Your Body Knows The Answer

This evening, we enjoyed our first, fifth-Thursday of the month meditation–body awareness practice–trying out a meditative technique known as GAP from David Rome’s book, Your Body Knows The Answer.

You all know and have experienced what Rome calls the felt sense. Butterflies when you’re about to go before a group or on a first date. A chill down your spine when you’re scared. Goosebumps when you’re moved. A broken heart when you lose someone. The felt sense is the body’s storehouse of wisdom speaking to you. We catch the big ones I’ve just listed, but the thing is, our bodies are almost always telling us something. And we ignore this energy to the detriment of everyone. What we practiced tonight is a way of getting out of our heads and into a position where we are approaching life more holistically by tuning into our bodies.

Rather than recap the whole shebang, however, you might find more useful this interview with David Rome in which he discusses the felt sense, and introduces the meditative technique we explored tonight GAP–grounded, aware, presence. For those of you who are more visually inclined, here is a video recording of David Rome reading excerpts of Your Body Knows The Answer and teaching GAP and its complimentary tool, empathic inquiry.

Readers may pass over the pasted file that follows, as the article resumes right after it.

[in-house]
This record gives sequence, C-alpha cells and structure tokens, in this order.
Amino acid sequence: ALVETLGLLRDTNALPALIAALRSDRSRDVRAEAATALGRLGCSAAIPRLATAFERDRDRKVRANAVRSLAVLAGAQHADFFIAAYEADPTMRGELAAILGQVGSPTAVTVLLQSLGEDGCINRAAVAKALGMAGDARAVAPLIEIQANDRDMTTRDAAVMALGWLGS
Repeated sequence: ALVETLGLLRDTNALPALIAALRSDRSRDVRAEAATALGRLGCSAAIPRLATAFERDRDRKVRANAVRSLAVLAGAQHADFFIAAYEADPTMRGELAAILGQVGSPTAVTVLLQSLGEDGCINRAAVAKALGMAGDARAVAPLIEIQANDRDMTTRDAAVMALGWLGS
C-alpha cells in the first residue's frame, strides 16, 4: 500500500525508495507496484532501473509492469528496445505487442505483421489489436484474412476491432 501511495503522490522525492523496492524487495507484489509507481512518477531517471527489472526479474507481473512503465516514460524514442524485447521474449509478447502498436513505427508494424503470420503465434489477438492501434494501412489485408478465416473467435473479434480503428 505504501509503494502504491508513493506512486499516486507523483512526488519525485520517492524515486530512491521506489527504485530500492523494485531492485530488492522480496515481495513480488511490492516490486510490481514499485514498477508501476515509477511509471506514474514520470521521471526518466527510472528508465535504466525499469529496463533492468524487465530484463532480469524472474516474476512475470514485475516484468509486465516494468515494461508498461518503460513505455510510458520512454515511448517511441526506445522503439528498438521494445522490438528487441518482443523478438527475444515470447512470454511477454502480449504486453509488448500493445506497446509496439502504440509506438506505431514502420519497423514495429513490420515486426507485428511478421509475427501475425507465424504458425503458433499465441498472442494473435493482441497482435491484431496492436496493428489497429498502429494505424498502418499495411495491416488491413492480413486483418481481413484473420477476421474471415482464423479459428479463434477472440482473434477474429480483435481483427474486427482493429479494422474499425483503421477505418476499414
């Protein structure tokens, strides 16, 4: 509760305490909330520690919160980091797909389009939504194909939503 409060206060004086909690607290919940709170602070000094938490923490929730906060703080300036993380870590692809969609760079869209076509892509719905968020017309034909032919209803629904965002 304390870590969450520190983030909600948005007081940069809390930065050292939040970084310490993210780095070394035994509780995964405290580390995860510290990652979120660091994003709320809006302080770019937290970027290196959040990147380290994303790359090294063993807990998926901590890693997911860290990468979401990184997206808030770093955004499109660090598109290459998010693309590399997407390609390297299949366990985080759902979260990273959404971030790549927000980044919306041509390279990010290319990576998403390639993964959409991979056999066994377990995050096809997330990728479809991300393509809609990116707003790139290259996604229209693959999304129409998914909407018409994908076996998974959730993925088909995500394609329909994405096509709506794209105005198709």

I hope you find GAP useful. It’s given me a keener awareness of my own felt senses and allowed me to stay more present and engaged in situations that used to rattle me (such as a noisy classroom!).

We wrapped up the evening by reading Torei Zenji’s Bodhisattva vowand then chanted The Shigu Segin Mon.

I’ll hope to see you next Thursday for our 4th compassion practice of the year in which we’ll take up our April’s Lojong slogan.

With gratitude,

Vaughn

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